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Tuesday, 24 June 2014

Book Review - Storytime and Favorite Rhymes

Storytime and Favorite Rhymes

- Goldilocks and the Three Bears
- Henny Penny
- Hansel and Gretel
- Little Red Riding Hood
- Mother Goose
- Jack and the Beanstalk
- The Boy Who Cried Wolf
- The Velveteen Rabbit
- The Lovable Ugly Duckling

After spending time trying to compile my own fairytales epub book for our storytime use at home, I found this book secondhand for about $1 and of course couldn't pass it up.  I still plan to use the epub I have made, but I have been using this book for a couple days now, kids love pictures after all.

It's a nice quality book, even secondhand it is beautiful.  The pictures are quite nice and each page has only a small amount of text with a large image, some with only images and no text.  This means it actually would be a great book for young readers to try themselves, the pages are not filled with large amounts of text and so aren't too daunting to young readers.

But for my purposes, it doesn't quite work.  The stories are nice.  Therein lies the problem.  You can see it just from looking at one of the titles of the stories inside, "The Lovable Ugly Duckling", which I haven't read yet, and to be honest the name puts me off a bit. Lovable?

First we read Goldilocks.  It's pretty average really, the usual version you see in many books, Goldilocks does her thing and gets woken by the bears and runs away screaming.  Certainly nothing scary in this story.

Then we read Hansel and Gretel, and this is where I realised I don't like this book.  Hansel and Gretel are playing in the woods and get lost, find a candy house, start to eat it, are confronted by a nice old lady with a wart on her nose who feeds them wholesome food to fatten them up and then she enslaves them, a little bit, and they think she must be a witch because she makes them clean and gather wood.  They hear her muttering to herself about eating them one night and so they push her into the oven, the house catches on fire and as they run away they find stacks of gold and gems and, when reunited with their father, all live happily ever after.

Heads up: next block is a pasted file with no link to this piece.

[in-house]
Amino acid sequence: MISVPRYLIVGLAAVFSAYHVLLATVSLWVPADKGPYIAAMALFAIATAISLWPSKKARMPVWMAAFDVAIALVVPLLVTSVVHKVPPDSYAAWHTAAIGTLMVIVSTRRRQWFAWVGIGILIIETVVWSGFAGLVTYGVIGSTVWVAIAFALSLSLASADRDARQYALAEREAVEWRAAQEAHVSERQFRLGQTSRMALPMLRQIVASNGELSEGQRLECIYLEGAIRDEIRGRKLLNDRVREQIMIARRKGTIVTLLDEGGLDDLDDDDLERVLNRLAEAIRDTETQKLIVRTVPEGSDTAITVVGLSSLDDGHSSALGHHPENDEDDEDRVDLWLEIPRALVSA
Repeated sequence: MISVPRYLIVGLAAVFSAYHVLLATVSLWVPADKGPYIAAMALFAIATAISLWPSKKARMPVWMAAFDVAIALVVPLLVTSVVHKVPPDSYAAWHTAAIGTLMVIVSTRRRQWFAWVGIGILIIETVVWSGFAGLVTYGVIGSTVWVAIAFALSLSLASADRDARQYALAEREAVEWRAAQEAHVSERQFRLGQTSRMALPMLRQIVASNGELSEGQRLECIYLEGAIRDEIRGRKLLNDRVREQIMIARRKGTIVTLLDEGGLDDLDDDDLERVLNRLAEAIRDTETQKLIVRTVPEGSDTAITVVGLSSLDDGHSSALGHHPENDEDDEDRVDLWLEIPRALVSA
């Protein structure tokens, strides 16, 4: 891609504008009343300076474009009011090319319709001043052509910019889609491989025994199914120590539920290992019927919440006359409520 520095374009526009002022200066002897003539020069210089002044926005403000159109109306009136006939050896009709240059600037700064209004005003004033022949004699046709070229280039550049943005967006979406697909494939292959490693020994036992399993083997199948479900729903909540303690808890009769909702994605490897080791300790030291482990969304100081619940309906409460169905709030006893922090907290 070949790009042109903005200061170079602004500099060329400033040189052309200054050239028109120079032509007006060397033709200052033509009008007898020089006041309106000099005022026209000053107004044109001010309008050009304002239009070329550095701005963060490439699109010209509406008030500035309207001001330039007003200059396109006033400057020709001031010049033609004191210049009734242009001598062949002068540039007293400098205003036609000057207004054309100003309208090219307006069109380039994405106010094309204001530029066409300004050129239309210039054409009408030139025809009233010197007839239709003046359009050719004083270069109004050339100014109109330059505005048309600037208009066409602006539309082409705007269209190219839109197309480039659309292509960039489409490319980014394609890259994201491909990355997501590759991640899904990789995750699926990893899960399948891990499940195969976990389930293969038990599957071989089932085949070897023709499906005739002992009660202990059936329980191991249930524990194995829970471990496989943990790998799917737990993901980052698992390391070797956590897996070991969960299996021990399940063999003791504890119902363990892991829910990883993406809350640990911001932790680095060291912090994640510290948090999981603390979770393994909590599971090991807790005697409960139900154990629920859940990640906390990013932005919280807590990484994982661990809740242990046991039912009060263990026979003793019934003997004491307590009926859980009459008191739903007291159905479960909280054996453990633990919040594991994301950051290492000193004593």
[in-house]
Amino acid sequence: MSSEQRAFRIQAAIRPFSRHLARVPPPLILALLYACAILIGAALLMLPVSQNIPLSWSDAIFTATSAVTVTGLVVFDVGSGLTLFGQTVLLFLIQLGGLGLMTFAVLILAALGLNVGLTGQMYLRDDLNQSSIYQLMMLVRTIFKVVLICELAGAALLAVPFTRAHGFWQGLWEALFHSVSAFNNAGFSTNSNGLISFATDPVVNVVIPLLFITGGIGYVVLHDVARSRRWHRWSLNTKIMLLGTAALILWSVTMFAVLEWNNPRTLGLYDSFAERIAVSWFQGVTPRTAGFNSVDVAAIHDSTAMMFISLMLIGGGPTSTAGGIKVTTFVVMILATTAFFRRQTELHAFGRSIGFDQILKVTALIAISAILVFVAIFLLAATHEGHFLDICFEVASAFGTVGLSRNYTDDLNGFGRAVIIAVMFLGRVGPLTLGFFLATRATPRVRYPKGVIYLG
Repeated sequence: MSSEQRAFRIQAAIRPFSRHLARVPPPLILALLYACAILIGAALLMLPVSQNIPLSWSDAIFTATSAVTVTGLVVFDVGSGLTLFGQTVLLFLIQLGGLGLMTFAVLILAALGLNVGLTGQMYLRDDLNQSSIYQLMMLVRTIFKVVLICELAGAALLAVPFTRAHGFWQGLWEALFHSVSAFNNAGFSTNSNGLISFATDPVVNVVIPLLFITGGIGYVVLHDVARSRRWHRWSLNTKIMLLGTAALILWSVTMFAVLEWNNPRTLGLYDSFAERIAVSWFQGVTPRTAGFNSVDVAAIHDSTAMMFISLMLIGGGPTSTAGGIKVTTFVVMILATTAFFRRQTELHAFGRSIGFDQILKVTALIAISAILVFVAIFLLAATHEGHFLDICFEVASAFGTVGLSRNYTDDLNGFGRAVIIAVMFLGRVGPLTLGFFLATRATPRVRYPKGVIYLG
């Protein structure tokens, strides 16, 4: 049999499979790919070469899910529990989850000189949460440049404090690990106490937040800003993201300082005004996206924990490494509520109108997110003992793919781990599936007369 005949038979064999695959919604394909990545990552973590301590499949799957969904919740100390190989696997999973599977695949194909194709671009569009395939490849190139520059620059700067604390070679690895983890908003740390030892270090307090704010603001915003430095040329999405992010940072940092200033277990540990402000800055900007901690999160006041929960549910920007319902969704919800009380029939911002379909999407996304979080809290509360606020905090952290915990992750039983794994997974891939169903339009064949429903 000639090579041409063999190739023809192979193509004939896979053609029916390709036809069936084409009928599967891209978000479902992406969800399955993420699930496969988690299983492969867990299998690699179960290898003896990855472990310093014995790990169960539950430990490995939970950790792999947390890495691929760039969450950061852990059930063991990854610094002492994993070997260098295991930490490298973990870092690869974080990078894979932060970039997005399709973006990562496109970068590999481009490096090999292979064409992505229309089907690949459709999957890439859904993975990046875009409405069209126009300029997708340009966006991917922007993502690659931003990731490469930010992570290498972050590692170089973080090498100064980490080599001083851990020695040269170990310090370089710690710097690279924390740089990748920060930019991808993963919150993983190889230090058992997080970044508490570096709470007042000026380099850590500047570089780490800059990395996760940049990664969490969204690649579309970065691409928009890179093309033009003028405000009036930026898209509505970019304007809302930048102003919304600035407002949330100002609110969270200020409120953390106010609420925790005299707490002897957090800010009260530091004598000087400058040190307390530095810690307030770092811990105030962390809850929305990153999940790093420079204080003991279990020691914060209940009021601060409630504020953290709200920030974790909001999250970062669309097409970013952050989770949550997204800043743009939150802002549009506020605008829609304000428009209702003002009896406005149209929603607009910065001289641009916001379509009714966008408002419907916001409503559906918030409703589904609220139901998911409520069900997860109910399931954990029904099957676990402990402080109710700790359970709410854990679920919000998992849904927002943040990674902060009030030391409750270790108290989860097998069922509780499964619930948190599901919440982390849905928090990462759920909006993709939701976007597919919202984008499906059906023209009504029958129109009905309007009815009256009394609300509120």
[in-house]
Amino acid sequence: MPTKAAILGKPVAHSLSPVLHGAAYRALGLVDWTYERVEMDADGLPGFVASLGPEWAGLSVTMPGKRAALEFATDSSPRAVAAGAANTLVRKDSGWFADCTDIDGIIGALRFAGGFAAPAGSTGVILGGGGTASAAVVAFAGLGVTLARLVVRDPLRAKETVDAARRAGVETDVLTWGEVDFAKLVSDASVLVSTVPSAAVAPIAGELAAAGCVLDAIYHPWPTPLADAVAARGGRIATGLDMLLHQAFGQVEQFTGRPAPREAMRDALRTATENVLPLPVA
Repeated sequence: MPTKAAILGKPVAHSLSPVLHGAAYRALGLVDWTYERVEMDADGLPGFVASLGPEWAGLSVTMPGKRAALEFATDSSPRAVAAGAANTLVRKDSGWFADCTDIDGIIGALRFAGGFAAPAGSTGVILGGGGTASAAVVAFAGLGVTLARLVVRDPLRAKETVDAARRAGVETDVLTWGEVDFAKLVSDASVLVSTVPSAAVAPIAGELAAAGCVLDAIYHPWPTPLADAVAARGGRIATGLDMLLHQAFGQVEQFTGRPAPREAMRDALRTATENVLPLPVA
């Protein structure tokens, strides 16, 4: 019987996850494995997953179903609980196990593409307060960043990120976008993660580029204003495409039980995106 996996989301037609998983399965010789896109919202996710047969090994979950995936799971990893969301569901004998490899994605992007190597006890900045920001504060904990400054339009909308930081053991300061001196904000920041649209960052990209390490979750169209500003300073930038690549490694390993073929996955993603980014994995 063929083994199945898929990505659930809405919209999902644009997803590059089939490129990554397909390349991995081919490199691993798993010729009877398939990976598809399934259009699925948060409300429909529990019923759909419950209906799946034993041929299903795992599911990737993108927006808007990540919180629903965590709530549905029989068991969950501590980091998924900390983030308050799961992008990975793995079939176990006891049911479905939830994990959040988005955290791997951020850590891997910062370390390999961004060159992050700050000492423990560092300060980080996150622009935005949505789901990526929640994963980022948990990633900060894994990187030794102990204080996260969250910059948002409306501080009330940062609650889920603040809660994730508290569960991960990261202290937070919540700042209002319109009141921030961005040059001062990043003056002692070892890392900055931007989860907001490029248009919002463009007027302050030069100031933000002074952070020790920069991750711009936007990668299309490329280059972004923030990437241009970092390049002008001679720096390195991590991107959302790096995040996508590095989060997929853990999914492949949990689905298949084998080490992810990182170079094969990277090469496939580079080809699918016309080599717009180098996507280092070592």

Here were my issues with this story...

There is no child-abandonment in this story, the kids just get lost - twice, to account for pebbles and bread crumbs, so at least that was normal.  She fattens them up with wholesome food.  What happened to force feeding them candy?  She makes them clean and gather heavy wood for the food she gave them.  Where are the cages and real enslavement?  They find gold and gems whilst running away from the burning house.  What?  Just, what?!?

Forcing them to do menial chores means she must be a witch, and "witch" here is made to be synonymous with "evil".  Yes usually she is a witch, but really, my Witchy self is feeling quite offended by the idea that asking kids to clean and help out around the house means you're an evil child-eating witch, and that the term "witch" is used in place of the word "evil" or "mean".

I am not naive, I realise that in every version of this story she is an evil old hag witch, however, in many fairytales there are good witches.  In this particular one, witch is simply evil, there is no distinction.  It's not even confirmed in the story that she is a witch, it is just assumed by the kids that she is because she makes them clean and haul wood for the fireplace.  This is before they realised she wanted to eat them.  Suffice to say this particular story had me feeling very awkward whilst reading it to my kids, who know that I am a witch.

Lesson learned - pre-read everything!!!!

Immediately after we finished Hansel and Gretel I flipped through to look at Little Red Riding Hood, the end has the Granny escaping from where the wolf hid her and chastising the wolf who runs away ashamed of himself.  So I won't be reading that one.

The Mother Goose chapter however looks great, each page has a nursery rhyme with corresponding images.  You can't change them much, so they are quite beautiful to read and look at.

For my personal usage, other than the Mother Goose chapter, I don't really like this book.  However, trying to be impartial about it, if I look at it from another perspective, one that lacks literary snobbery, I would say this is a great book for the majority of families (minus the witch = evil).

If you don't care if the stories are close to the originals, if you are looking for the nice versions of the tales, non-scary versions, then I certainly would suggest this one for you.  But if you don't care about scary or non-scary or want more original versions, or if you are Pagan, then I would say no to this one, or at the least, edit certain pieces of it to fit your life (ie. change the word "witch" to something else).

All that said I will be keeping this book for later, whilst I don't like this for now, for our read alouds, it will be handy for later when the kids are reading to themselves.  The text is well done, not daunting, as I mentioned in the beginning, so they will be good for that.


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